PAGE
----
T he most difficult aspect of being a member of the early childhood profession consists of coming face to face with child abuse. Child abuse strikes at the very core of our professional commitment to the well-of children. We believe about how children should be nurtured, respected, and protected. Early childhood educators must decide when it is appropriate to seek and provide families and children with additional support, either form community resources, when child protection is required.
Children who live in a home where there is abuse and violence can feel very frightened, worried and upset. Abuse or violence in the home is always wrong and it's never a child's fault. These tips may help children learn more about how to stay safe, types of violence, what to do, where and how to get help if they or someone they love is being abused.
Violence at home can make child feel bad
The violence at home may be directed at a parent, a brother or sister, you or another family member you care about. You may see or hear the abuse happening or it may happen to you. When the violence used is towards you or a brother or sister, this is called child abuse. Violence at home can make you feel really sad, helpless and confused.
Often children think they have done something to cause the violence in their family. This is not true, but sometimes you might:
Blame yourself for the violence
Feel frightened, sad, ashamed, confused, or unhappy
Feel sick, have stomach pains or headaches
Stop eating or not feel like eating
Cry a lot
Sleep badly, have nightmares or wet the bed
Find school difficult
Lose interest in your school work or your friends
Have trouble concentrating
Feel like running away
Feel angry and want to hurt yourself or somebody else or to smash something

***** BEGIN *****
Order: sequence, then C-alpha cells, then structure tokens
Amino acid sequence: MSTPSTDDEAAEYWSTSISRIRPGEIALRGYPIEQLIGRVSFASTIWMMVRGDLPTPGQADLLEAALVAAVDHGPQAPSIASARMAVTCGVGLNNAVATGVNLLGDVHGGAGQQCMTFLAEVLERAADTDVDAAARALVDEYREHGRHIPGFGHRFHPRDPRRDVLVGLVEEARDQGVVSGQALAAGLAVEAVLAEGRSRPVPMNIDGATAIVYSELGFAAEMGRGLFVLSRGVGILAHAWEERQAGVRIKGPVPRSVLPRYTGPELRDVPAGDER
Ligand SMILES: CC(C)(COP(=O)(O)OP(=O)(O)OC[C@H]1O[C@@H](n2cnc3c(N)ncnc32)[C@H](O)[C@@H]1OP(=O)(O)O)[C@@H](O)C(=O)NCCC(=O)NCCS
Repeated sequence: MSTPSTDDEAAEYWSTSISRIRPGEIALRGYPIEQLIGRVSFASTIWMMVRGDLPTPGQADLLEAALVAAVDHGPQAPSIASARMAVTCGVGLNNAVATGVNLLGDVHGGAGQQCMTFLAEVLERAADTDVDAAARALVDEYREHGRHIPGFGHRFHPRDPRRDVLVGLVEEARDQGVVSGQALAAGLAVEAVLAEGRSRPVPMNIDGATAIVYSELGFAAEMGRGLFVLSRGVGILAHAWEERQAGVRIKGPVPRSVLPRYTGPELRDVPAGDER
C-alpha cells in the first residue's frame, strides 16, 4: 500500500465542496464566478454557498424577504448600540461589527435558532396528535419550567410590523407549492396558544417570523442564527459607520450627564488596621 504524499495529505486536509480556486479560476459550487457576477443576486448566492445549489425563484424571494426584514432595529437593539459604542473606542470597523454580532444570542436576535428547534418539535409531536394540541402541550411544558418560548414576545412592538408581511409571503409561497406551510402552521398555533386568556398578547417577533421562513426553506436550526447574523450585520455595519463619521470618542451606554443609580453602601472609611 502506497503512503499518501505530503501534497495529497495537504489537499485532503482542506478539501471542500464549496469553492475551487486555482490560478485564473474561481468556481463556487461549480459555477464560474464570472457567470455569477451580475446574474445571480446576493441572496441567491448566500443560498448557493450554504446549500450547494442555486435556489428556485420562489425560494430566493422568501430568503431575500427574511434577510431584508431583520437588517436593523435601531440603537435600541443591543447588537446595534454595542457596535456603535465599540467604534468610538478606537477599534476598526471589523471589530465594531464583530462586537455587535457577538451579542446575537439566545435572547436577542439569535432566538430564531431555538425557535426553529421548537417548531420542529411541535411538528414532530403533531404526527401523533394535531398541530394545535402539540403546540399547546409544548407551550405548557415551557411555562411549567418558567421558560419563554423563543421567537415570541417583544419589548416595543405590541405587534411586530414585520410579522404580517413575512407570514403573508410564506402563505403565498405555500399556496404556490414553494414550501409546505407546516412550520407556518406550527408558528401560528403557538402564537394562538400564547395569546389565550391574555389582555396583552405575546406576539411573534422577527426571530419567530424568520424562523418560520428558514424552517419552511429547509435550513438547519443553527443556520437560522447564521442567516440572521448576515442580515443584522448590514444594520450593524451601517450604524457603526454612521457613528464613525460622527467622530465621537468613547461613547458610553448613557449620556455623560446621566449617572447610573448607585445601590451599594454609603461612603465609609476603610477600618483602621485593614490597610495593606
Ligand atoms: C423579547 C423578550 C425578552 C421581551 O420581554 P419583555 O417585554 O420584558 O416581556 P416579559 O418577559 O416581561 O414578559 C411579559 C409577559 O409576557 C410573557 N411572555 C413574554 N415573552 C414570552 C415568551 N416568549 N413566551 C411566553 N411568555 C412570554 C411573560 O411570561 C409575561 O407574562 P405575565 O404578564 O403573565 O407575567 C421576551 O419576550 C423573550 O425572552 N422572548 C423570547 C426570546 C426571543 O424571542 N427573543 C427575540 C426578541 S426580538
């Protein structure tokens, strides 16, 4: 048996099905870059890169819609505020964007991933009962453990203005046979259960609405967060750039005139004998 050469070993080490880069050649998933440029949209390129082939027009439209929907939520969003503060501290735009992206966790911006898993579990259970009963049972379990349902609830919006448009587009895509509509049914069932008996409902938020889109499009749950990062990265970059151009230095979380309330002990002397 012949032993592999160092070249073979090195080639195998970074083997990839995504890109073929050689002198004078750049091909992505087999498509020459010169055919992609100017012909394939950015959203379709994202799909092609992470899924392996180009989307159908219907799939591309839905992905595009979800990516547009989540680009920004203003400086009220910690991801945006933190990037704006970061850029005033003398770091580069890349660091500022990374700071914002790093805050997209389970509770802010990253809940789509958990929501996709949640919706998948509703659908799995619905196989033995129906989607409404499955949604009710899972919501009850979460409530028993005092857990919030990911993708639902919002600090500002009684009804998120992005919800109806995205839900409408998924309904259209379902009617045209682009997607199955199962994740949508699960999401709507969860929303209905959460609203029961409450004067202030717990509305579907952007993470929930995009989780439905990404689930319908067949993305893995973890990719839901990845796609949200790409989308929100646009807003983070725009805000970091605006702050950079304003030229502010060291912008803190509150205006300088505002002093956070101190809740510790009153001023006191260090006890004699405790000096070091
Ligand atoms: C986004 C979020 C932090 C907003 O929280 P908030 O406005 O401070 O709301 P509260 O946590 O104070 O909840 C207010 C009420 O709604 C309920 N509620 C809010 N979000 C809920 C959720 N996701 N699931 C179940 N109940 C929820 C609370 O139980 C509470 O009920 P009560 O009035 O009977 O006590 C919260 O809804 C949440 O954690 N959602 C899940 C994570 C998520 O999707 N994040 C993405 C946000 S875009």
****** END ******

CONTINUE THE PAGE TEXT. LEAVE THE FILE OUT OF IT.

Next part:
Have trouble talking – for example, you might stutter
Worry about the safety of someone in your family who is being abused
Take drugs or alcohol to cope.
Types of violence
Family violence can mean lots of different things – it’s not just being hit. There are different kinds of violence that can happen in the home. The violence may be directed at one of your parents, at you or your sisters and brothers or at other people who may be living with you.
Some examples of violence that may affect children are in home and child care centre
Physical violence – someone hurting or a loved one by hitting, slapping, pushing, biting, kicking or burning in children. Physical violence also includes threats to hurt your child or another family member in any of these ways.
Verbal violence – someone hurting your child or another family member by yelling mean and nasty things at them, calling your child or other family member’s rude names, or shouting or talking to you or them in a scary or threatening way.
Sexual violence – someone scaring, hurting your child by touching private parts of his/her body when you do not want them to, touching in a sexual way or them making your child touch their private parts, or forcing to have sex or watch sexual acts.
Neglect – someone hurting your child by not giving you adequate care, food, clean cloth
How Are Children Affected By Living in Violent Homes and child care centre
The single strongest way to predict child abuse is to find out if there is domestic violence in a home. According to the U.S. Department of Justice, the rate of child abuse is six to fifteen times higher in families where there is adult domestic violence compared the families where there is no domestic violence. Anytime a parent is involved in domestic violence, the children in the home are affected in both obvious and subtle ways because they anticipate, see, hear, fear, and sense the violence. When a parent is abused, the children often: Feel guilty because they assume they caused it
Feel guilty because they did not do enough to protect the abused parent
Feel they were part of the family breakup
Are abused along with the parent